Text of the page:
“Fuck the critics. We do what we want,” so says Saul Seibert of Boo Hag about the new sound on the band’s latest release, Burial Ground, and it’s easy to believe the singer’s swagger; the Columbia swamp punk group has been fighting against so many things since its inception: a locale that is sometimes not so beneficial to new music, a scene that tends to look down upon “garage rock”, and of course real life woes that range from family dilemmas to worldwide catastrophes. With this record, though, they has finally cemented themselves as the premier South Carolina band, the one we have all been waiting for, the one who might finally throw the yoke of old ’90s alt-rock bands from upon us.
Opener “Burial Ground” starts with weird sound effects and then with the John Zorn-like injection of power new band member Thomas Hammond brings with his saxophone, he turns it up a notch. His playing is the key here to creating a “new” Boo Hag, but make no mistake – this is what has always laid in wait for us, it’s just now apparent. The title track has no connection to our current state of world wide crisis, but it’s an adept and not ironic connection to how close we all are to our mortality. The Sabbathian rain background that precedes “Skin” becomes a cool mix of ’80s pop sax interlaced with drug metaphors until you can’t notice anything but Saul yawling it out with more formidable fury than any Boo Hag record before. Ending with more found sounds, it’s an incredible use of the sax to update the band’s previous modus operandi. “Medication” has the band blowing through a heavy, industrial number – a slow-burning Bauhaus-meets-Voivod intensity shows the new learned power of the band. The song “Crown” returns from their earlier Testify EP into a different apocalyptic beast rising from the sea, thanks to Hammond. “Jungle” is almost college-rockish and it’s a weird and welcome change, proving once again the range of the band. The “other” side of the album doesn’t feature Hammond on sax and is back to the straight-forward Boo Hag of yore: “FUUSA” is probably the most primordial of these songs, a archetypical protest song devolving into primal screams that black metal dudes wish they had tucked into their samples, with Seibert serving as the immortal carnival barker, the all-enlightened MC. “Talk” is pure catharsis and straight up old school Boo Hag, and it works wonders to loosen the back up after an album that sometimes can take a lot out of a listener and that leads into “Make Up” with its full-on Nazareth cowbell courtesy of Mr.Scott E. Tempo, who has been driving this monster truck since the beginning. “Time Bomb” is ’60s garage mixed with Dead Kennedys, which might be the best description of Boo Hag I will ever come up with.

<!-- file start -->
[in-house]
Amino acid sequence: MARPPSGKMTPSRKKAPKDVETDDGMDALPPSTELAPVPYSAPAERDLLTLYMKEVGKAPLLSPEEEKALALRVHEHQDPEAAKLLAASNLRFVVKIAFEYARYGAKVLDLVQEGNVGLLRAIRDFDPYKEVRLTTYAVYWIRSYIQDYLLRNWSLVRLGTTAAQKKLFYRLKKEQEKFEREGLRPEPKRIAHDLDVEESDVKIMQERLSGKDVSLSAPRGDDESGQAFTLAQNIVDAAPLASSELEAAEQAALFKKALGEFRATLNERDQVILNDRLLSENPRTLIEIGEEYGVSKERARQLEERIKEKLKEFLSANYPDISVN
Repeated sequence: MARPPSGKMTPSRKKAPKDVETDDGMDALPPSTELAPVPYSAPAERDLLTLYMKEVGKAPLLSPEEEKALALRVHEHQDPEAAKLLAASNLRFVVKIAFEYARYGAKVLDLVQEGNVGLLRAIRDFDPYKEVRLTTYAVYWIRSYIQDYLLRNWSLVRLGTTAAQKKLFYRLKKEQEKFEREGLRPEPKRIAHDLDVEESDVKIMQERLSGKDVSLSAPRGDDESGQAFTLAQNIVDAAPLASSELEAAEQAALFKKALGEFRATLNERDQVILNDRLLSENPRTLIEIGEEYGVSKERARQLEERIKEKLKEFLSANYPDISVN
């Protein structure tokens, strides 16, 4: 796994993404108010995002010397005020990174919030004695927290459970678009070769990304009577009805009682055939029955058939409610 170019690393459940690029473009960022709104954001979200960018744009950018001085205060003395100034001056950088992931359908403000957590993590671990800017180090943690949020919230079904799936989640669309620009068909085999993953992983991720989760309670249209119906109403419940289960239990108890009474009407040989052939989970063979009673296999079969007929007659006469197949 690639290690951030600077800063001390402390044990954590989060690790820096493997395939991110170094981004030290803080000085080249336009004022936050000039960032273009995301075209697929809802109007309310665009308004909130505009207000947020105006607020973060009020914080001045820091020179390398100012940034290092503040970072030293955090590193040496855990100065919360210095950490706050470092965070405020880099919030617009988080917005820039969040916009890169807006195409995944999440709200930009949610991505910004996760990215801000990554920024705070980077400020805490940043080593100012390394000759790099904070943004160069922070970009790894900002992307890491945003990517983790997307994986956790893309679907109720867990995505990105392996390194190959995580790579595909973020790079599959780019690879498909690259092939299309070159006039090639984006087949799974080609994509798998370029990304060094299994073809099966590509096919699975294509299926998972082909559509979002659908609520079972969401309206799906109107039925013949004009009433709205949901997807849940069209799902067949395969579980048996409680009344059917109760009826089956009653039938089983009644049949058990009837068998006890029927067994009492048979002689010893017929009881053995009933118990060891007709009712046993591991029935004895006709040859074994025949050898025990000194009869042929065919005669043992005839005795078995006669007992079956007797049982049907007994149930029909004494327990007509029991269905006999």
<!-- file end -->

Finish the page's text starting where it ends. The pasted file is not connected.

You know, we used to do “star” ratings on this site and we relieved ourselves of that a while back, but this record is the only one I would have ever given a 5 star to, I was waiting for it.. and here it is. Both the new incarnation of the band and the recording work of Jay Matheson have pushed the limits of what a South Carolina rock record can be.
Yall, go out and buy this record, support the great artists that make this state great. You can purchase a digital copy at Bandcamp here: Burial Ground and physical copies should be for sale soon. Spotify folks check here: Burial Ground
Sean Knight is a native South Carolinian who has spent his life bouncing back and forth between SC and Texas, playing in bands you probably never heard of in both states and stinking up open-mic nights in the Low Country for many years. He plays, collects, listens to and probably spends too much of his life obsessing over music.